Girl On The Net | Contributing Writer | Thursday, 3 December 2015

James Deen Allegations – What Will The Impact Be On Porn?

What Do The James Deen Rape Allegations Mean For The Porn Industry?

The Debrief: As porn consumers we need to make informed choices about what we're watching, and think carefully about the studios and performers we want to support

No one who’s remotely interested in porn can have failed to notice that this week the industry has been in turmoil. As soon as James Deen’s ex-girlfriend Stoya tweeted that he’d raped her, companies which had previously worked with Deen scrambled to distance themselves from him.

As the week progressed, more stories came out, and it’s clear that Deen’s behaviour will have a long-term effect on porn – both for those involved in making it and those who watch it.

This article contains some frank discussion of rape and sexual assault, so please be advised before you read on.

On Saturday night, Stoya – who was in a long-term relationship with James Deen, as well as having worked with him on a number of films – tweeted that he’d allegedly raped her. Soon afterwards, more women came forward to tell their stories.

Tori Lux, writing for The Daily Beast, gave a shocking and graphic account of what she claimed happened to her. She wrote that off-set, but with other cast and crew members present, Deen hit her several times before forcing her face into his crotch. Ashley Fires claimed that he grabbed her and pushed his erection up against her. Amber Rayne and Tori Peters both describe horrific things that allegedly happened while they were on set with Deen, and another performer – who has chosen to be identified only as TM – has claimed that Deen raped her at a party in Las Vegas.

Hearing these stories is intensely shocking, and it’s hard not to stand in awe of the bravery of these women in coming forward.

Deen has denied all the allegations, but a number of companies have announced that they’re pulling all support for Deen and his work. The Frisky, where he had a regular column, was one of the first to announce that it would sever ties. Oh Joy Sex Toy, one of the largest sex toy review sites, immediately pulled all advertising for James Deen’s website. Porn companies Evil Angel and Kink.com have both said that they won’t produce any new material with Deen.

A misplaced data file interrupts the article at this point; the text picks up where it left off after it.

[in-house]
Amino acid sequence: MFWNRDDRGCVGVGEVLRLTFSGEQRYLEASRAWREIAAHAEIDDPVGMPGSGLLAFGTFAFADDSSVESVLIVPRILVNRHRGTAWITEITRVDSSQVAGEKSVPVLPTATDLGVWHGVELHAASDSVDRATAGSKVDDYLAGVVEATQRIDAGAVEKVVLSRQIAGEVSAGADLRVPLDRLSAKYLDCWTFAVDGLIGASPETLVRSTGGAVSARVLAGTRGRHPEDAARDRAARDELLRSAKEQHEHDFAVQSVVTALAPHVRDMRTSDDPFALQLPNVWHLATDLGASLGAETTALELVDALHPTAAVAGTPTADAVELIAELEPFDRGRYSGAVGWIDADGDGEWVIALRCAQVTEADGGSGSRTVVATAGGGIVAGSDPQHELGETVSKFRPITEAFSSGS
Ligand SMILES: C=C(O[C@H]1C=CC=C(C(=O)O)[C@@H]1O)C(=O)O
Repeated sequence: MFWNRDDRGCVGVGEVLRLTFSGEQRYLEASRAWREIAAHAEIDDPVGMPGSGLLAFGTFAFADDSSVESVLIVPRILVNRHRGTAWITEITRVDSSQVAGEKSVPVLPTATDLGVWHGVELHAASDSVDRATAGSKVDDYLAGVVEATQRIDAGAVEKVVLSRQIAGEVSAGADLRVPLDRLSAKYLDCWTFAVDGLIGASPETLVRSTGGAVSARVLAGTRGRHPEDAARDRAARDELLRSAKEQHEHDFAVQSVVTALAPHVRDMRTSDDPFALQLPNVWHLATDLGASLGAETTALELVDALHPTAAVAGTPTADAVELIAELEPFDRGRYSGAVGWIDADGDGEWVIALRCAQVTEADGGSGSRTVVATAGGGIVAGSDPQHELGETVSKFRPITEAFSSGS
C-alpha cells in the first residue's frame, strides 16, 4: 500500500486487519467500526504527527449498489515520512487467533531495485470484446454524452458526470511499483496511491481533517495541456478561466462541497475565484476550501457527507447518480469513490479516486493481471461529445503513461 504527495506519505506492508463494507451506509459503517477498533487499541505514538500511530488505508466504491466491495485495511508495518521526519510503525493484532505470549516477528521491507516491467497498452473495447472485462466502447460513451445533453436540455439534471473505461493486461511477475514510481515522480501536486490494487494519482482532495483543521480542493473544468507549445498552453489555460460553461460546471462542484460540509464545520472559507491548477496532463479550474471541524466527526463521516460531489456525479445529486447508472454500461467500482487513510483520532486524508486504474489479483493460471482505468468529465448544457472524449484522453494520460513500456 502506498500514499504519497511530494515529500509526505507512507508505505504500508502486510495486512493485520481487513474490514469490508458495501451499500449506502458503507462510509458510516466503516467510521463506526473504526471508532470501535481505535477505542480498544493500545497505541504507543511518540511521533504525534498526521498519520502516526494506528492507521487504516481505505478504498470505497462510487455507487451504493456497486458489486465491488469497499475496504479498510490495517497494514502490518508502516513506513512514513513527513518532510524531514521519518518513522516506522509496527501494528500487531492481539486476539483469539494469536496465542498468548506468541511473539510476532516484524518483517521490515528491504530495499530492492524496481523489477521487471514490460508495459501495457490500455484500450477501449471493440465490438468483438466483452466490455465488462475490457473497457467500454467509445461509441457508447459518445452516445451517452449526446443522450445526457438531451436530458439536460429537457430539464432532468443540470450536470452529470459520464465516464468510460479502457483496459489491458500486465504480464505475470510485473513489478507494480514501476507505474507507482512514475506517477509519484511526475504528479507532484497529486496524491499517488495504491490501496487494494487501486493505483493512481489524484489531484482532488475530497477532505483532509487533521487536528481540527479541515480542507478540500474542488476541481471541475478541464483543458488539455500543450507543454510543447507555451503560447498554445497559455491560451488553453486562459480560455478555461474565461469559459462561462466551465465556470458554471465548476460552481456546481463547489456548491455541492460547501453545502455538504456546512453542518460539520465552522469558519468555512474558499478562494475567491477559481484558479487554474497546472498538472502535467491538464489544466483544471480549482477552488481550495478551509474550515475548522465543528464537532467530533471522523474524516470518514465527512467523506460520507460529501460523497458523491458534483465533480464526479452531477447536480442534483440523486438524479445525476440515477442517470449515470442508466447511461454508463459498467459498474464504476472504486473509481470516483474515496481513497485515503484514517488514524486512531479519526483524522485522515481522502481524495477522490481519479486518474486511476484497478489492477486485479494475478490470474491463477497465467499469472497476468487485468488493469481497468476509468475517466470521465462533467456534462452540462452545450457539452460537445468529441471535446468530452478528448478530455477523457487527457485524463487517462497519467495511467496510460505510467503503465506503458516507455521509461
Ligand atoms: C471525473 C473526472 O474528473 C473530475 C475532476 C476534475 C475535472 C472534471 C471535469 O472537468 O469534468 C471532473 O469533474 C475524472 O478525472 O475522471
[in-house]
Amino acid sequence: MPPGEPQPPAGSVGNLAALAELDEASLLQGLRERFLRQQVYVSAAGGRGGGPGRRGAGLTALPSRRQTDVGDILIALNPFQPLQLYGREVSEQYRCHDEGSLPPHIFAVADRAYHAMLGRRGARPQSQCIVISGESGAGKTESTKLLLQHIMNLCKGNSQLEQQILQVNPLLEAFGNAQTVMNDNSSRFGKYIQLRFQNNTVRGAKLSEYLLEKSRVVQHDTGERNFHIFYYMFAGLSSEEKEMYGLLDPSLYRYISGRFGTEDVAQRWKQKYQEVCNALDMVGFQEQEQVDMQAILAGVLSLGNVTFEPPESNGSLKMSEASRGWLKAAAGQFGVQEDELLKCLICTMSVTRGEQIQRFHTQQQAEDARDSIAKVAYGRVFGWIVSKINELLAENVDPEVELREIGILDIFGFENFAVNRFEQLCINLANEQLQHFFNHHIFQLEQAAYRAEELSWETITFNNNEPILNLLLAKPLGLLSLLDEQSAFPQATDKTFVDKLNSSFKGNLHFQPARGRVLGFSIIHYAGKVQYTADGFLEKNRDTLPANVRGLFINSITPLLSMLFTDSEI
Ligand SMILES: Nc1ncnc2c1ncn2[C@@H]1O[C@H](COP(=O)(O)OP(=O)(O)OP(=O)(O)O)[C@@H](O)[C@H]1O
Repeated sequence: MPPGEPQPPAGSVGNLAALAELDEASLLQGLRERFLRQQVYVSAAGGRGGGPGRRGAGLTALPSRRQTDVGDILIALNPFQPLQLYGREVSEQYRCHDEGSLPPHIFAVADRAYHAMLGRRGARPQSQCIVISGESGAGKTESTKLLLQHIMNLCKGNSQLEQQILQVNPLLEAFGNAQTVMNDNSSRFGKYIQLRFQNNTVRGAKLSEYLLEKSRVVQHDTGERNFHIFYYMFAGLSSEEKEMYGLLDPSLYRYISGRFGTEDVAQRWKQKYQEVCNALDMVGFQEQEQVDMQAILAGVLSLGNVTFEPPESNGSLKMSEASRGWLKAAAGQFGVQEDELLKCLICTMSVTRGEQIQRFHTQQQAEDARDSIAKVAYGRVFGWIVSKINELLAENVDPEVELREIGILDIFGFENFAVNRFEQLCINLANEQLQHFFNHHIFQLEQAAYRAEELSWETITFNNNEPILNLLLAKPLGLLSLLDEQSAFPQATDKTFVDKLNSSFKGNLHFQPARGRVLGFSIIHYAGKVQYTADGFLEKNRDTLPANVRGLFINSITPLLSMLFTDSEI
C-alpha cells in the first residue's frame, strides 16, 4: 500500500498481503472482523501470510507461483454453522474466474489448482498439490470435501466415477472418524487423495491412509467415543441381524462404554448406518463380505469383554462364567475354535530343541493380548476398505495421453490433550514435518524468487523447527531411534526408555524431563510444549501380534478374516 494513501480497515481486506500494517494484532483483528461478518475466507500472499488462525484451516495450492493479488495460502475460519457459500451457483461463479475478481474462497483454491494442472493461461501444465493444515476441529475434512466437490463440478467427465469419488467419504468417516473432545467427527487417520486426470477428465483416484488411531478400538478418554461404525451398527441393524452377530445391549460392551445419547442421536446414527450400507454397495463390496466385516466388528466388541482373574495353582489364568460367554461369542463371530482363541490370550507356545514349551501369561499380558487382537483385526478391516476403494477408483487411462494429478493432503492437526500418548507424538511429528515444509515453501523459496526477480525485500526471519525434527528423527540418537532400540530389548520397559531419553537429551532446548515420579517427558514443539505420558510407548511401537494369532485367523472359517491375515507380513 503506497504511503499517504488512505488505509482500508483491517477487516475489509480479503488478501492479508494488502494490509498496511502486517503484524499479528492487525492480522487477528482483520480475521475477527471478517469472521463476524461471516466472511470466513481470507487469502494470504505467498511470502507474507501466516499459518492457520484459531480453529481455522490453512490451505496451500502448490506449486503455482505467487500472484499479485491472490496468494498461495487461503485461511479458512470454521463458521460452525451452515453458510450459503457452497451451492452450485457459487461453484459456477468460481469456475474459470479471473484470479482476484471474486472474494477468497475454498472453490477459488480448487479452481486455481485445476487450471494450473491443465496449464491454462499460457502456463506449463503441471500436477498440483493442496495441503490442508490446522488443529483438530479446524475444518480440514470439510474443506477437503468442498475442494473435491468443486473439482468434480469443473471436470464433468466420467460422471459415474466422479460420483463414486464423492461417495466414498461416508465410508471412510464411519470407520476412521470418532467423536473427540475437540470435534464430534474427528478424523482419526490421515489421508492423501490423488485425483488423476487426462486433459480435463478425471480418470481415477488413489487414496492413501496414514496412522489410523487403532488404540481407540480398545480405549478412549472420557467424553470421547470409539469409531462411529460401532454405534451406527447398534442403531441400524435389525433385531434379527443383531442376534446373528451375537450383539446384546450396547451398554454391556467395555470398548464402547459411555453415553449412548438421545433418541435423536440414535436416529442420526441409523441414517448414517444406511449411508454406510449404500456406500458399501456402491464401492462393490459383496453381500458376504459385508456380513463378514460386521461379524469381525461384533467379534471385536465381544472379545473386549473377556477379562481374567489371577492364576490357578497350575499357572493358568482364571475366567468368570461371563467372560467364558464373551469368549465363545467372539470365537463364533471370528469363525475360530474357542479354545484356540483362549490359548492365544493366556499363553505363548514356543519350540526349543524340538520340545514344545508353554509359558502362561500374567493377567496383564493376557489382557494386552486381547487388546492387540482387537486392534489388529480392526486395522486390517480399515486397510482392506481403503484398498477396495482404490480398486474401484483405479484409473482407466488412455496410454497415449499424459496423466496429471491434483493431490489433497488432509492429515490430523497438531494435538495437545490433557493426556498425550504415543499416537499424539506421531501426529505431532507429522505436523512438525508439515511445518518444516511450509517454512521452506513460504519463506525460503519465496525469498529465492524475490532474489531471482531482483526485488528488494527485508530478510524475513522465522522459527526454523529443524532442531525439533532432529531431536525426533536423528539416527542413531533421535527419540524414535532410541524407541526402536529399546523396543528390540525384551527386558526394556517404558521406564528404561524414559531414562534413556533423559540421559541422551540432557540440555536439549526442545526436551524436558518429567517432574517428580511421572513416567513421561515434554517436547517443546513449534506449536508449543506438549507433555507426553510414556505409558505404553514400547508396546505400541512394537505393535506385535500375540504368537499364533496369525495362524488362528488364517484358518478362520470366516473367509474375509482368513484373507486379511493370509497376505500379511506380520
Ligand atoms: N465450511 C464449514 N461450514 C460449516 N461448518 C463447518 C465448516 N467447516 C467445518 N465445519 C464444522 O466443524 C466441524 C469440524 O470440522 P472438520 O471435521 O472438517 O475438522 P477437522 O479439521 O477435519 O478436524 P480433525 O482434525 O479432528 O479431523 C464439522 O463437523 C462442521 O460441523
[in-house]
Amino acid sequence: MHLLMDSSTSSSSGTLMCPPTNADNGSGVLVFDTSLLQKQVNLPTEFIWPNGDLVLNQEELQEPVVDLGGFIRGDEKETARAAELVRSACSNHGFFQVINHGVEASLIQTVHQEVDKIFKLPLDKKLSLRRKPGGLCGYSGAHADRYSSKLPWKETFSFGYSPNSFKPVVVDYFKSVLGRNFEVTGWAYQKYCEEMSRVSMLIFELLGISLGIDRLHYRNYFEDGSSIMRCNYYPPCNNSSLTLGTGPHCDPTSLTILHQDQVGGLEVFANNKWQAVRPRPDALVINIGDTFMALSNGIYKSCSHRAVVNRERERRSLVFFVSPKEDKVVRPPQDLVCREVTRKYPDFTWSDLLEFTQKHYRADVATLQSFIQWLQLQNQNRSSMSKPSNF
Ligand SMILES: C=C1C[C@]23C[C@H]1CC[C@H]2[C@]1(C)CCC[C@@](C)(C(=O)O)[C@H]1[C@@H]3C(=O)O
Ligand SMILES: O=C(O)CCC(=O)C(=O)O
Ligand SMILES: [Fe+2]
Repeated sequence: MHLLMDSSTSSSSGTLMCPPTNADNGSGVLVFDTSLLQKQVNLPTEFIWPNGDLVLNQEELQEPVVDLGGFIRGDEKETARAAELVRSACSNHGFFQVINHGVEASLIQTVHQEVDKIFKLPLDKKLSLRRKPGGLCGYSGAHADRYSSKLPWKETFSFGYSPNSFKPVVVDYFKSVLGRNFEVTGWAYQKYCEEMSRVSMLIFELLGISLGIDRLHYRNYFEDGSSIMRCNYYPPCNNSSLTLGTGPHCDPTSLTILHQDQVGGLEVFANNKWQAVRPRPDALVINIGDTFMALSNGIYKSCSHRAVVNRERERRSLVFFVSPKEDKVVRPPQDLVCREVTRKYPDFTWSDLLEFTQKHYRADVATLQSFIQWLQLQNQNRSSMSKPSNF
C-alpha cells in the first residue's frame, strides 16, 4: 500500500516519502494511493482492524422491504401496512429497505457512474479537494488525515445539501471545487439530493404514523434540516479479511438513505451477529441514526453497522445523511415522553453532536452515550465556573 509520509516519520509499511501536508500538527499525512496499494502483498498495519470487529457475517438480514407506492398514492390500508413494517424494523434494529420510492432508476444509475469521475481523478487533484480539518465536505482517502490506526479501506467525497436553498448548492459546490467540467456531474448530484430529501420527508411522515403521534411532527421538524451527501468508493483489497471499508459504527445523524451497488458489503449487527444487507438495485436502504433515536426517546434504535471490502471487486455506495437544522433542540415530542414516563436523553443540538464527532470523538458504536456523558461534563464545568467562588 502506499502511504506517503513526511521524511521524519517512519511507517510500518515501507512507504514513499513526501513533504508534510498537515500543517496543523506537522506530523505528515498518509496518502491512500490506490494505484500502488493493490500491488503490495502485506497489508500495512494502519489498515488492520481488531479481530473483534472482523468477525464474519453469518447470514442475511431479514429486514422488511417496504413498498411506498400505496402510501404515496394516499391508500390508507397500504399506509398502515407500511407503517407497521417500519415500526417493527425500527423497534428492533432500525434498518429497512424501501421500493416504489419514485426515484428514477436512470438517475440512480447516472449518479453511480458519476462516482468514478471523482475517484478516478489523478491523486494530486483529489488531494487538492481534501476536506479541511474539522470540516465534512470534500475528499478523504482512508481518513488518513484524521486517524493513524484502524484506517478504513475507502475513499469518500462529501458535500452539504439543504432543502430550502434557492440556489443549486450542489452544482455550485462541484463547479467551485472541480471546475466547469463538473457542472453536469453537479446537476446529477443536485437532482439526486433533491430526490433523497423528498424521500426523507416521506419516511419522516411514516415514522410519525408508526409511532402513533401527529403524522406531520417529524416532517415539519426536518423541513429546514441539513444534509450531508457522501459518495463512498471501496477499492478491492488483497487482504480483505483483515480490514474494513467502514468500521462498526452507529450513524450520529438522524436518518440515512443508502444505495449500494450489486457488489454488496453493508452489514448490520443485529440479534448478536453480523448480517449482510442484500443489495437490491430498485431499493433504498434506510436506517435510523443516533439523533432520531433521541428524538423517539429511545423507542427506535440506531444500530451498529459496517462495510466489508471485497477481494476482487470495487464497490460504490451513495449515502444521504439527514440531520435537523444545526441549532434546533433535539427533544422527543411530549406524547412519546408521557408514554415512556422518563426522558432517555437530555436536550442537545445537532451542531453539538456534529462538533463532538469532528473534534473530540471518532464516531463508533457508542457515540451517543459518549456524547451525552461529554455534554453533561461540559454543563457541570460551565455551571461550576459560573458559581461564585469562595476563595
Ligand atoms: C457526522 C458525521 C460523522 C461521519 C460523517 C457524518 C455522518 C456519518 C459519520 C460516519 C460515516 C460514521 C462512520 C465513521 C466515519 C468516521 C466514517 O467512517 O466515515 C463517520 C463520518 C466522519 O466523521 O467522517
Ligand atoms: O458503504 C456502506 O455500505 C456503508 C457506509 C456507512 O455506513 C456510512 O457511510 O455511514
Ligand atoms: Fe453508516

A spokesperson from Kink.com said they are ‘ending [their] business relationships going forward,’ although the question remains as to what will happen with archive material. At the time of writing, Kink.com has over 200 scenes featuring Deen, going all the way back to 2005.

In one of the many articles detailing the allegations, James Deen is referred to speculatively as ‘the Bill Cosby of porn’. I’d actually argue – as others have – that the key thing differentiating this sex scandal from those in other industries is the sheer speed with which companies have reacted.

Bill Cosby, and other high-profile celebrities, generally have a fairly long time before the first allegations trickle in and the moment their name becomes poison. The porn industry, on the other hand, dropped Deen like a hot brick within days of the first story coming to light. And rightly so. In any sex work environment consent should be one of the foundations of what you do.

It’s naturally hard to stomach a CEO who sexually harasses their employees, but it’s unconscionable to consider that someone who has sex for a living should be incapable of recognising sexual boundaries. Or worse – perhaps recognising them and simply not caring.

James Deen has been one of the most popular male porn stars in the world, so it’s not surprising that some of his fans are getting angry about the industry which is choosing to turn its back on him. Cries of ‘trial by social media!’ are pretty common, and alongside being intensely depressing (whatever happened to offering support for victims of sexual assault?) they miss a pretty huge point.

This is not a man who is accused of petty theft at work: this is a man whose job is all about sex work, who has been accused not just of making mistakes but deliberately riding roughshod over people’s sexual consent. Would you continue to trust a firefighter who’d been repeatedly accused of arson?

This is not about ‘trying’ Deen for anything – it’s about porn companies taking all necessary steps to ensure the safety of those who choose to work with them.

And those companies that have chosen to avoid working with him may well be making a savvy commercial, as well as ethical, move. Writing on her personal blog, Kayden Kross – a close friend of Stoya’s and partner in porn venture TrenchcoatX – explained that scenes which feature Deen, which went live on the website around the time the allegations were made public, were significantly far less popular than other updates.